It also comes with Search. For instance, if I type in “Vault 111” it brings up everything relevant to that keyword. The search function has already saved me tons of time. You obviously can’t type a search query into a book.
The exclusive map of the Commonwealth is a neat collectible but I probably opened it for the final time yesterday. There’s no reason to use it when I have access to interactive maps on the computer and smaller more detailed maps inside the actual book. Maybe I’ll give it to my Mom for Christmas.
The Vault-Tec posters will appeal to hardcore Fallout fans but they don’t have much use after you look at them the first time. Maybe I’ll give them to my Dad.
Is the Fallout 4 Vault Dweller’s Guide Worth It?
This all leads to the all-important question. Is the Vault Dweller’s Guide worth it?
First, let’s talk Collector’s Edition. I’d avoid it unless you’re a big fan of Fallout or you really need some stuff to hang on your walls. The poster is cool but unnecessary for most people and I probably won’t see the posters again until I move. Most of you will want to go with the cheapest option.
For $16.41 at Amazon you’ll get the 500+ page book and the eGuide. (You can buy the eGuide on its own for $10 but I think the book is definitely worth $6.) For $0, you get Google and tons of free guides. So what it really comes down to is: How invested are you in Fallout and how much help are you going to need?
I’m probably going to put 200+ hours into this game so having these resources at my disposal is huge. Particularly the maps and the detailed charts and information about crafting. Free guides are free but almost none of them feature this kind of information in an easy-to-read, easy-to-find format.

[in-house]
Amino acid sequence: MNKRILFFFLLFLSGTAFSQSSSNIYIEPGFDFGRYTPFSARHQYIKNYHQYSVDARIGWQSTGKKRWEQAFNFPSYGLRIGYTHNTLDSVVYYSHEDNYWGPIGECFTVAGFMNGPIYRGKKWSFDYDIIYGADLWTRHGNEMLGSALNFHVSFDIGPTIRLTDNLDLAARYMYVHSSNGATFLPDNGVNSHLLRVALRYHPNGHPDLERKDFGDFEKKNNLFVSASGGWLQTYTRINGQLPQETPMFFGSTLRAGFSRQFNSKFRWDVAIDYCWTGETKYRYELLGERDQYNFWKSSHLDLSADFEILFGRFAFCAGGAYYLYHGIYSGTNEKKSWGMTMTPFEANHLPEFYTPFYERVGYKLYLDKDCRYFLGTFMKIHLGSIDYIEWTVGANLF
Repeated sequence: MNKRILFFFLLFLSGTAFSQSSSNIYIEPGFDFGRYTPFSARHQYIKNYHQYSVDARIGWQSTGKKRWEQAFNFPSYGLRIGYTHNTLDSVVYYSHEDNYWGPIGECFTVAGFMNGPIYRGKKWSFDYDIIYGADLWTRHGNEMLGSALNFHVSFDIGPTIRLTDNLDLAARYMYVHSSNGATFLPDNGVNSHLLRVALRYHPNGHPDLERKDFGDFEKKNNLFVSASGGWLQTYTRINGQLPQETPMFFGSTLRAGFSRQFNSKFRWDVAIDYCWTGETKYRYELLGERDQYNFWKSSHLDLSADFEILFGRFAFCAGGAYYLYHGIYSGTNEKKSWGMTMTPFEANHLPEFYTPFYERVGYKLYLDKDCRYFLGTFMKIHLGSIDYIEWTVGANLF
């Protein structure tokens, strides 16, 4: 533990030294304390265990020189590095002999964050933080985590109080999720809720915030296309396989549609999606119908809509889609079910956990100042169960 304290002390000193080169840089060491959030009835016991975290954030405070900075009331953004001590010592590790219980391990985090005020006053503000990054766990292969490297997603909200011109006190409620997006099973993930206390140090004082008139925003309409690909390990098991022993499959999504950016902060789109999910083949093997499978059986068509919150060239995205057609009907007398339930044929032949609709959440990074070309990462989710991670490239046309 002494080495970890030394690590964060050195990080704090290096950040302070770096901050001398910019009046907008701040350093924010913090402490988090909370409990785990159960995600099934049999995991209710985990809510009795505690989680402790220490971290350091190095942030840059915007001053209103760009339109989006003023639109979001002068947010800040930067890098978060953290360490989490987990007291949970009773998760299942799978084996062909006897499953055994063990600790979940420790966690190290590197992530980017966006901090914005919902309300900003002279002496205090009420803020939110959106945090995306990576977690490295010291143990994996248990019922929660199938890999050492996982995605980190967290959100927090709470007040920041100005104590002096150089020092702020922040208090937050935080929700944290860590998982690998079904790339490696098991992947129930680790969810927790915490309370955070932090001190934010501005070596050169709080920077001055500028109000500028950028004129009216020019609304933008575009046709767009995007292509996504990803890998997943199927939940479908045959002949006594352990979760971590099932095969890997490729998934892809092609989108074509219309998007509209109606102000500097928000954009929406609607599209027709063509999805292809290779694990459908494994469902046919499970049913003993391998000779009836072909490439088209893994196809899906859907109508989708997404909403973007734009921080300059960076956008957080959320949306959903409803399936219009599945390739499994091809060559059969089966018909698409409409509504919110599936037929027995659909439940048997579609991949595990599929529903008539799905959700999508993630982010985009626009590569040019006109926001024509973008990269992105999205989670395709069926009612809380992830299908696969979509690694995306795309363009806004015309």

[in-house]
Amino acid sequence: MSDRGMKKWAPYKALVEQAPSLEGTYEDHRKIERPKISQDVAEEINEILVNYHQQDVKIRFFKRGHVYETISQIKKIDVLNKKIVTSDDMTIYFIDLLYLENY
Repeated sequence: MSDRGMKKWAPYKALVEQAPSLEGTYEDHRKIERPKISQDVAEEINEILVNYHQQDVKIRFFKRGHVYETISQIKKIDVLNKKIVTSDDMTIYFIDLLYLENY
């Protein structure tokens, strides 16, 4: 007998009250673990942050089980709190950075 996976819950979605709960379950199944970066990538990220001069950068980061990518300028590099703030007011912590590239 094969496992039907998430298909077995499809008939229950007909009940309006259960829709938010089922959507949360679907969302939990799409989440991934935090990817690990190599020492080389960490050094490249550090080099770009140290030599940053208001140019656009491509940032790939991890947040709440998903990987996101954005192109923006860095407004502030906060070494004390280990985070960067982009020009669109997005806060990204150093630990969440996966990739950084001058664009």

I’ve played tons and tons of open-world RPGs and I’m finding value. I can only imagine how helpful these will be for those of you who are discovering the vast world of Fallout for the first time. If I had to take a guess? A lot.
If you don’t think you’ll spend a lot of time with Fallout or if you only use guides for the quest walkthroughs, you’re probably better off finding something for free on IGN or GameFAQs. Just know that they can be confusing, incomplete and hard on the eyes.
How to Fix Fallout 4 Problems Right Now
Now that Fallout 4 is in the hands on gamers around the world, we're starting to hear about some of the problems plaguing the Xbox One, PS4 and PC versions of the game. We've outlined many of these early Fallout 4 problems here.
Fallout 4 problems will continue to emerge in the days, weeks and perhaps years ahead. Heck, gamers are still complaining about Skyrim problems.
Fortunately, there are ways to fix many of these issues. We've put together a list of common Fallout 4 problems and fixes for those problems. The list is a great place to start if you're running into problems on Xbox One, PS4 or PC and you can't wait for a patch.